The Kwickr Blog

Co-Working in Brussels

Holing up in a cafe on a cold winter’s day while cradling a single mug of coffee for four hours is still, for some, the picture that’s painted of remote workers. But by now, co-working has become the norm.

In fact, in 2017 alone, more than one million people used co-working spacesand discovered that these designated hotspots provide more than just a desk and a fast internet connection.

The experience actually goes much deeper than that, providing members with the chance to network, meet other small business owners and entrepreneurs, and form new partnerships – something you’d struggle to do working from a different cafe every day (especially when you consider that the number one struggle for remote workers is loneliness).

Brussels has its fair share of co-working spaces throughout the city, ranging from corporate-style fully serviced offices right through to hipster hangouts and artsy cafes. If you want a change of scenery, check out some of the places you can type away for the day.

What is Co-working?

First things first, what constitutes a co-working space?

At the very basic level, it’s a building or room where multiple workers who are not from the same company come together on an as and when basis. They are fully stocked with desks, internet, and kitchen facilities, with many of them hosting networking events, workshops, and other activities geared towards professional development.

The reasons remote workers choose to work away from home varies considerably, with many citing the sociable atmosphere as a huge pull, while others crave the sense of community a shared workspace offers.

In an article last year, Emergent Research highlighted that co-working has become such an attractive concept because it fights back against the traditional (and, let’s face it, often dull) views of the traditional office.

The movement has now taken hold and has expanded more than anyone could have predicted, creating a whole new industry that has completely changed the way people work.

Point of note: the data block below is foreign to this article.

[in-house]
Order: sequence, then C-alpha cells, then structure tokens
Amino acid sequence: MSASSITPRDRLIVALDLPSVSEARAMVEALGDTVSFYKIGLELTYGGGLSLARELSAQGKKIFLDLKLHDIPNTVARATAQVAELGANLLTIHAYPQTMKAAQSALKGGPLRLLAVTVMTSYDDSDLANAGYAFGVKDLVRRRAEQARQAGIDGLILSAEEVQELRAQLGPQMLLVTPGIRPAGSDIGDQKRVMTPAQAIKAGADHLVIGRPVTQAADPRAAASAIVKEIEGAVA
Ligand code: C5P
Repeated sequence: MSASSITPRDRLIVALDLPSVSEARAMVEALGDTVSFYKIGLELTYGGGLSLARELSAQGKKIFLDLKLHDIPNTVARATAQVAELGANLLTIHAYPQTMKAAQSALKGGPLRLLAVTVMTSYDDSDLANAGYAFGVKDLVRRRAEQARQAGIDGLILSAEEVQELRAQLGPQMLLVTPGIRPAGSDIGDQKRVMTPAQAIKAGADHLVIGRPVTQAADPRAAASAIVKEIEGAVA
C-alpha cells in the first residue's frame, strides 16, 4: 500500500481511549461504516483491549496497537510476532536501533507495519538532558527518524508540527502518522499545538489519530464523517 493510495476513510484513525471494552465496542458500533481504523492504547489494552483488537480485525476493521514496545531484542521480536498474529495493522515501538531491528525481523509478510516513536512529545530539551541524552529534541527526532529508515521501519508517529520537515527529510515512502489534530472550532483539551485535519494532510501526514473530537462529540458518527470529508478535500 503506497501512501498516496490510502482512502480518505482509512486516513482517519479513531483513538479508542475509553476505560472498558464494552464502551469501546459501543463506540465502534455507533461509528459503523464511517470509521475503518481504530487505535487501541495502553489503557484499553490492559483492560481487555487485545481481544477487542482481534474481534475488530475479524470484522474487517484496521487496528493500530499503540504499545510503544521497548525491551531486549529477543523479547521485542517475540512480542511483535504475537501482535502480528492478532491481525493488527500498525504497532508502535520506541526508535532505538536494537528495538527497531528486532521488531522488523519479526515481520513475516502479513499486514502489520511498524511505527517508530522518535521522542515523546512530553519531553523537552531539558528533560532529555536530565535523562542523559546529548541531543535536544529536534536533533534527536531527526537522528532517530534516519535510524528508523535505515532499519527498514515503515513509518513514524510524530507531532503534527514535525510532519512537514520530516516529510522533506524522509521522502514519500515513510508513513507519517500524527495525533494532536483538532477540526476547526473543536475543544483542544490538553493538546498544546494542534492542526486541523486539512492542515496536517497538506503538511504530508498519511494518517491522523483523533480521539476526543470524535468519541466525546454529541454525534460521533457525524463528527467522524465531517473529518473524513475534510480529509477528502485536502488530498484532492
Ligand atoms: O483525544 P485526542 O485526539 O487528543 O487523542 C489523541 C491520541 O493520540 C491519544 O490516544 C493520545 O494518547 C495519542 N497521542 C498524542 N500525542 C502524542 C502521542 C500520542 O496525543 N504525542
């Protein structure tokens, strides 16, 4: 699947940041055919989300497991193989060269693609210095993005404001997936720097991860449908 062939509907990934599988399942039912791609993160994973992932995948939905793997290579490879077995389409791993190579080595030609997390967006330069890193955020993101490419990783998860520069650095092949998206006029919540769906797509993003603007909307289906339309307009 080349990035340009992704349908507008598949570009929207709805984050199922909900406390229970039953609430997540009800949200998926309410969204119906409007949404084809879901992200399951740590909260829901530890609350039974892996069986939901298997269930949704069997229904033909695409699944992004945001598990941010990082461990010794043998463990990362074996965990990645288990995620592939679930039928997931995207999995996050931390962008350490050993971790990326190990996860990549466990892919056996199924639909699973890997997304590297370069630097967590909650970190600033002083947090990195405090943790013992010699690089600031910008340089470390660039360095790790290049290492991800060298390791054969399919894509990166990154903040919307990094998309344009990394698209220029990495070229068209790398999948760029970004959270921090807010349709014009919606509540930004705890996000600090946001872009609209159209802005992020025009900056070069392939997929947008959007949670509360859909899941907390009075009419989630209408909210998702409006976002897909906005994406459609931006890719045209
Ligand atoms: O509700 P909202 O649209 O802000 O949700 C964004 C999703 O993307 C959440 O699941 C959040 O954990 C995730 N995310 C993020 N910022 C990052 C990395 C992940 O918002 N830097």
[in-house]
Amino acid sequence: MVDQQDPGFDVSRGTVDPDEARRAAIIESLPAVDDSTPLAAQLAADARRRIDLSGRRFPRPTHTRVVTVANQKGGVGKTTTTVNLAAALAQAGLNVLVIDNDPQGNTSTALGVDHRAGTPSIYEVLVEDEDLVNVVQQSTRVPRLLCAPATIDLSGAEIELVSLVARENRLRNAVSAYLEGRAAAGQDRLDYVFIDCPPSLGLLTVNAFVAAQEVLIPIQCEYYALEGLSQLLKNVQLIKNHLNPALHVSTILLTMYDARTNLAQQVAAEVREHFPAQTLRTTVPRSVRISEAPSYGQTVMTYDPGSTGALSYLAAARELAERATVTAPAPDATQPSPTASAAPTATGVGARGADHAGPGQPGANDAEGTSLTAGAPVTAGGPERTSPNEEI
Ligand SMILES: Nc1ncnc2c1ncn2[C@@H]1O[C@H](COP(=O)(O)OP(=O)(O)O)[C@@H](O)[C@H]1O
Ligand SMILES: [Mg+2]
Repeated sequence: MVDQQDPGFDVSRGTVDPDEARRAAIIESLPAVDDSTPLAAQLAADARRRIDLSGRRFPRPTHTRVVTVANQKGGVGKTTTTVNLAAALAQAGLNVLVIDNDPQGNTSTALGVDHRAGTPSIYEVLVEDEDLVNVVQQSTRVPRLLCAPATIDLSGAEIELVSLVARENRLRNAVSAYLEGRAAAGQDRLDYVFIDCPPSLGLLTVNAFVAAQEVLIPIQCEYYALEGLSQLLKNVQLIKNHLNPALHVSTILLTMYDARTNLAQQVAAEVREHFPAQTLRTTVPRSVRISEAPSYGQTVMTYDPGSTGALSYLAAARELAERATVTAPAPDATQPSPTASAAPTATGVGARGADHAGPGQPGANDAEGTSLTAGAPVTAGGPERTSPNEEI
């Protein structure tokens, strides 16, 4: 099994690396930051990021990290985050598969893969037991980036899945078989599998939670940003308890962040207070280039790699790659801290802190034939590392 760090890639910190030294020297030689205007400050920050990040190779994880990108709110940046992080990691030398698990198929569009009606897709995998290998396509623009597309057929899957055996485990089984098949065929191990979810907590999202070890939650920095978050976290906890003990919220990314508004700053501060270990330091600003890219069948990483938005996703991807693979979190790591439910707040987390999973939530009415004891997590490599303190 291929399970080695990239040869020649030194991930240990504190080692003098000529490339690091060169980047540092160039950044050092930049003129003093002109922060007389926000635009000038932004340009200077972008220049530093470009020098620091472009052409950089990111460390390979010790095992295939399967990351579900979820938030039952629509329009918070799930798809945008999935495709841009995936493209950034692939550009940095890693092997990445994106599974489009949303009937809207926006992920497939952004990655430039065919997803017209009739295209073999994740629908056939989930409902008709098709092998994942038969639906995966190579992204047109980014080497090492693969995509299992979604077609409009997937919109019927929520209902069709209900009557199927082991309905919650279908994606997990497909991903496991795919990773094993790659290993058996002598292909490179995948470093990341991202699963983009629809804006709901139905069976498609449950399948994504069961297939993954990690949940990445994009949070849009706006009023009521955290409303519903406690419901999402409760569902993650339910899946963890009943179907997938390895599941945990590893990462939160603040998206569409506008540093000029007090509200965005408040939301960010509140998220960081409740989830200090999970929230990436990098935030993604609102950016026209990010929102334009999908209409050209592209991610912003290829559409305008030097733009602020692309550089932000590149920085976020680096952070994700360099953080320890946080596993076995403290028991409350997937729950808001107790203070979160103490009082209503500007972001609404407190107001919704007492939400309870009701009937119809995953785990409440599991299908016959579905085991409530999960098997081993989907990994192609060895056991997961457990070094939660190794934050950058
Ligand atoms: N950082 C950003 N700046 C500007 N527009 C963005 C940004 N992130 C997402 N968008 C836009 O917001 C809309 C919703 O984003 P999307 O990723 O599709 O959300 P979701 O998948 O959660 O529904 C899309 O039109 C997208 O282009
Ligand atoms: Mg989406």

The Different Kinds of Co-working Spaces

1. Traditional Serviced Facilities

When the internet burst onto the scene and companies started to offer their employees some slack when it came to working from home, co-working spaces seemed to pop up everywhere. This idea of a flexible, serviced office space was a breath of fresh air after almost a century cubicle (or almost-cubicle) working.

Marx Dixon was one of the forerunners of the movement, creating serviced office provider Regus after discovering travelling workers needed more flexible office options when visiting different cities.

Regus has become a huge hit in Brussels, where workers can book a seat in a fully-serviced office on a daily basis. They still have a semi-corporate vibe while providing workers with more flexible hours and working conditions. You can book a co-working space through Regus from €6.30 a day.

Silversquare is similar.

Also a fully-equipped office solution, remote workers can rent out shared and private spaces, as well as enjoy the benefits of having a meeting room for up to 100 attendees. You can become a Silversquare member from €295 per month.

In the same column, you have Multiburo, which provides perhaps the most corporate experience of all of these. Based on a the concept of a business centre, most Multiburo co-working spaces are located near parliament buildings or official headquarters. Co-working at Multiburo starts from €155 per month for 10 days.

2. Hybrid Workspaces

For less corporate co-working, there are plenty of “hybrid” spaces to choose from – that is, spaces that are comprised of offices, boardrooms, meeting spaces, and spots for coworkers to rock up and set down their laptops.